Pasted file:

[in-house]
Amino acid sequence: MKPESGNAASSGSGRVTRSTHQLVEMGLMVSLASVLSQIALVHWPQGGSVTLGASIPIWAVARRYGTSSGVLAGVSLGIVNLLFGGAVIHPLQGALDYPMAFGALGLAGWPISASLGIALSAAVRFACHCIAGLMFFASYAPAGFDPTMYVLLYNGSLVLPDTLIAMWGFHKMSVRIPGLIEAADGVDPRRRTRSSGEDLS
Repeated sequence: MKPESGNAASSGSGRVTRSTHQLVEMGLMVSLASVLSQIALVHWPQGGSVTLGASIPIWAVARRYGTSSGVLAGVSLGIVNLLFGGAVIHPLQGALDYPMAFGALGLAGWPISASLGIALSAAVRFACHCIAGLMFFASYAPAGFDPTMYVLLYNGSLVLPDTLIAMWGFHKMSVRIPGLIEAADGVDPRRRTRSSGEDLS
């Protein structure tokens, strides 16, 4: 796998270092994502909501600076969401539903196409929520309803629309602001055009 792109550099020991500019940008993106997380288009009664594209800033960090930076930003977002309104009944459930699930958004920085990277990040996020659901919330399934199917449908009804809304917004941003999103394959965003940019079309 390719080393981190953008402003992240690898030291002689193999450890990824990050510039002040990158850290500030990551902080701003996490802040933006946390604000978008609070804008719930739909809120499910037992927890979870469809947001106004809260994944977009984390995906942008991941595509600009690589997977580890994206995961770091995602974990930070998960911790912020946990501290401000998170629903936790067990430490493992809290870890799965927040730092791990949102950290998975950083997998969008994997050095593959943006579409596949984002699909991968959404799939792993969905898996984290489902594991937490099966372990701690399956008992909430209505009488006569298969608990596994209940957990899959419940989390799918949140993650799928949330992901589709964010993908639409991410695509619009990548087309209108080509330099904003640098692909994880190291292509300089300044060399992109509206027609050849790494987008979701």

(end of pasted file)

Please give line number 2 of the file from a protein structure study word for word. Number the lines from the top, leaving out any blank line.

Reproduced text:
Amino acid sequence: MKPESGNAASSGSGRVTRSTHQLVEMGLMVSLASVLSQIALVHWPQGGSVTLGASIPIWAVARRYGTSSGVLAGVSLGIVNLLFGGAVIHPLQGALDYPMAFGALGLAGWPISASLGIALSAAVRFACHCIAGLMFFASYAPAGFDPTMYVLLYNGSLVLPDTLIAMWGFHKMSVRIPGLIEAADGVDPRRRTRSSGEDLS